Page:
Young cancer survivor will get experimental treatment

A 7-year-old boy who has beaten cancer four times but whose weakened immune system is being threatened by a rare virus will start receiving an experimental treatment within 48 hours after the drug’s manufacturer reached an agreement with federal officials for a pilot trial to begin immediately.

The boy, Josh Hardy, will be the first patient to be enrolled Wednesday in the new study of the drug, brincidofovir, the Durham, N.C.-based company, Chimerix, announced late Tuesday.

Earlier the company had said it could not release the drug to Josh outside of clinical trials. The boy’s family had been pleading with the company to change its mind.

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Josh Hardy is seen in this undated photo from the SaveJosh Facebook page. Used with permission from William Burns
Personal photo

The U.S. Food and Drug Administration agreed to the pilot trial of brincidofovir for the treatment of adenovirus infections in immune-compromised patients, the company said in a statement late Tuesday. The FDA will work expeditiously with Chimerix to design a Phase 3 study that would be a continuation of the pilot trial, the company said.

“Josh Hardy’s story brought to public attention the often-devastating impact of adenovirus infection, and helped accelerate a discussion between the FDA and Chimerix regarding the need for additional clinical development to assess brincidofovir’s potential in adenovirus infection,” Kenneth I. Moch, Chimerix’s president and CEO, said in a statement.

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FORBES

Matthew Herper Forbes Staff

Pharma & Healthcare 3/11/2014 @ 9:12PM 4,486 views

Company Makes Drug Available To Ailing Boy Following Public Outcry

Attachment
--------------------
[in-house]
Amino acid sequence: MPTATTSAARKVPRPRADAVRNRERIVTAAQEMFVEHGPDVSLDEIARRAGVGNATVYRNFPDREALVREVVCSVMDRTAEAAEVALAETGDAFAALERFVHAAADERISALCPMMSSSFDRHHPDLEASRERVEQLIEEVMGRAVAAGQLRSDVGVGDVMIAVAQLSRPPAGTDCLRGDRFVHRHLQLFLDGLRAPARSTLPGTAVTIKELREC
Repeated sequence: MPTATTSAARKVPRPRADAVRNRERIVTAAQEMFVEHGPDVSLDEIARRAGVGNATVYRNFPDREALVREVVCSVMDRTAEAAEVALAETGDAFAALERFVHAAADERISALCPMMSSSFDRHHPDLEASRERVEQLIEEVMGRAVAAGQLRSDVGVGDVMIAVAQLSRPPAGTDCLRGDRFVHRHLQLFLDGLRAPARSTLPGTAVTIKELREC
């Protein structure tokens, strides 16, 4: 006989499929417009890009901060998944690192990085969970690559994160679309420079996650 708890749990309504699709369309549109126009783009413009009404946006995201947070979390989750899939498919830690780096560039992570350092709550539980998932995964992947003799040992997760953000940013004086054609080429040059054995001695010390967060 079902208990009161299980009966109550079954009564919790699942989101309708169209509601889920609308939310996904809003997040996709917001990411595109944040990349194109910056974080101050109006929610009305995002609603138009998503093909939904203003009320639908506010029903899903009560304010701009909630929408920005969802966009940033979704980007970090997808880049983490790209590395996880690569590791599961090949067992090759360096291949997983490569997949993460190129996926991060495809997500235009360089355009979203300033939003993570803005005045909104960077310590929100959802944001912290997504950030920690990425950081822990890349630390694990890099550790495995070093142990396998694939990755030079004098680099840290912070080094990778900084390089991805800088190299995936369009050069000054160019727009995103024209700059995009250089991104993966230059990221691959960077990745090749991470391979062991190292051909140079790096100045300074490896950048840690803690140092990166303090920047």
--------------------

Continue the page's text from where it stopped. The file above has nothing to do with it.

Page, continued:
Chimerix, a small and unprofitable biotechnology company, will make an experimental drug available to a young Virginia boy who is suffering from an infection he contracted while being treated for cancer.

Chimerix originally said it could not ethically provide the drug to one patient without opening the floodgates to others, presenting it with a huge operational burden that might prevent the drug, brincidofovir, from ever reaching patients. The story of the boy, Joshua Hardy, was shared on CNN, USA Today, The Huffington Post, and generated a large volume of posts on the social networking site Twitter under the hashtag #savejosh. This evening, Chimerix, based in Durham, North Carolina, issued a press release saying that it was going to start a new, 20-patient clinical trial for the treatment of adenovirus (the virus brincidofovir treats) in immunocompromised patients. The first immunocompromised patient, dosed tomorrow morning, will be Josh Hardy.

“This 20-patient open-label study underscores Chimerix’s mission to develop innovative antiviral therapies in areas of high unmet need – for everyone,” said Chimerix Chief Executive Kenneth I. Moch in his company’s press release. “Being unable to fulfill requests for compassionate use is excruciating, and not a decision any one of us ever wants to have to make. It is essential that each individual in a health crisis be treated with equal gravity and value, a principle we have upheld by pursuing further clinical study of brincidofovir that will inform its use in adenovirus and other serious DNA viral infections.”

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